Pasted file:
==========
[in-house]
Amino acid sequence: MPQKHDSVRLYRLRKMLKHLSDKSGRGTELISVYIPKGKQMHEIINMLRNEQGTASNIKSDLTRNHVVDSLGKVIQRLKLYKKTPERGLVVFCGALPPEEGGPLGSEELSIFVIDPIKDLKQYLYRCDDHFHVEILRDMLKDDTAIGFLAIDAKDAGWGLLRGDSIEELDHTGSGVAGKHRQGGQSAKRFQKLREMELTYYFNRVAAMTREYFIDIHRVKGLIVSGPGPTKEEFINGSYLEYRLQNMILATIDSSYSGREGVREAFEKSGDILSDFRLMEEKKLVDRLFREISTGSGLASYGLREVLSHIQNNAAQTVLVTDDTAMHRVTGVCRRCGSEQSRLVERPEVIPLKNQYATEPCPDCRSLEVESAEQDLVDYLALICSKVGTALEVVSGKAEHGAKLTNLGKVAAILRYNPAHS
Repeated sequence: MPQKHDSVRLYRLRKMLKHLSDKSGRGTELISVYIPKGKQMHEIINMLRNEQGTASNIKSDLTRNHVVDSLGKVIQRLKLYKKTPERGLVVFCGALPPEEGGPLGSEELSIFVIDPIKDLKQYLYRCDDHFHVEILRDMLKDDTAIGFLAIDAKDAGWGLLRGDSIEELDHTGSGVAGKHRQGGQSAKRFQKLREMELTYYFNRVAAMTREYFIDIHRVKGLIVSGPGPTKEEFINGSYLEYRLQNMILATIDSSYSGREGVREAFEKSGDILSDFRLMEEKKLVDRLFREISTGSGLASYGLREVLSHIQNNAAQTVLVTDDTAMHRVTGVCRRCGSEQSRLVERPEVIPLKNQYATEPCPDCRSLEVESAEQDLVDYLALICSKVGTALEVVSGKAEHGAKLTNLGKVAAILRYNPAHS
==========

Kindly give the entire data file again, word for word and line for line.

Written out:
[in-house]
Amino acid sequence: MPQKHDSVRLYRLRKMLKHLSDKSGRGTELISVYIPKGKQMHEIINMLRNEQGTASNIKSDLTRNHVVDSLGKVIQRLKLYKKTPERGLVVFCGALPPEEGGPLGSEELSIFVIDPIKDLKQYLYRCDDHFHVEILRDMLKDDTAIGFLAIDAKDAGWGLLRGDSIEELDHTGSGVAGKHRQGGQSAKRFQKLREMELTYYFNRVAAMTREYFIDIHRVKGLIVSGPGPTKEEFINGSYLEYRLQNMILATIDSSYSGREGVREAFEKSGDILSDFRLMEEKKLVDRLFREISTGSGLASYGLREVLSHIQNNAAQTVLVTDDTAMHRVTGVCRRCGSEQSRLVERPEVIPLKNQYATEPCPDCRSLEVESAEQDLVDYLALICSKVGTALEVVSGKAEHGAKLTNLGKVAAILRYNPAHS
Repeated sequence: MPQKHDSVRLYRLRKMLKHLSDKSGRGTELISVYIPKGKQMHEIINMLRNEQGTASNIKSDLTRNHVVDSLGKVIQRLKLYKKTPERGLVVFCGALPPEEGGPLGSEELSIFVIDPIKDLKQYLYRCDDHFHVEILRDMLKDDTAIGFLAIDAKDAGWGLLRGDSIEELDHTGSGVAGKHRQGGQSAKRFQKLREMELTYYFNRVAAMTREYFIDIHRVKGLIVSGPGPTKEEFINGSYLEYRLQNMILATIDSSYSGREGVREAFEKSGDILSDFRLMEEKKLVDRLFREISTGSGLASYGLREVLSHIQNNAAQTVLVTDDTAMHRVTGVCRRCGSEQSRLVERPEVIPLKNQYATEPCPDCRSLEVESAEQDLVDYLALICSKVGTALEVVSGKAEHGAKLTNLGKVAAILRYNPAHS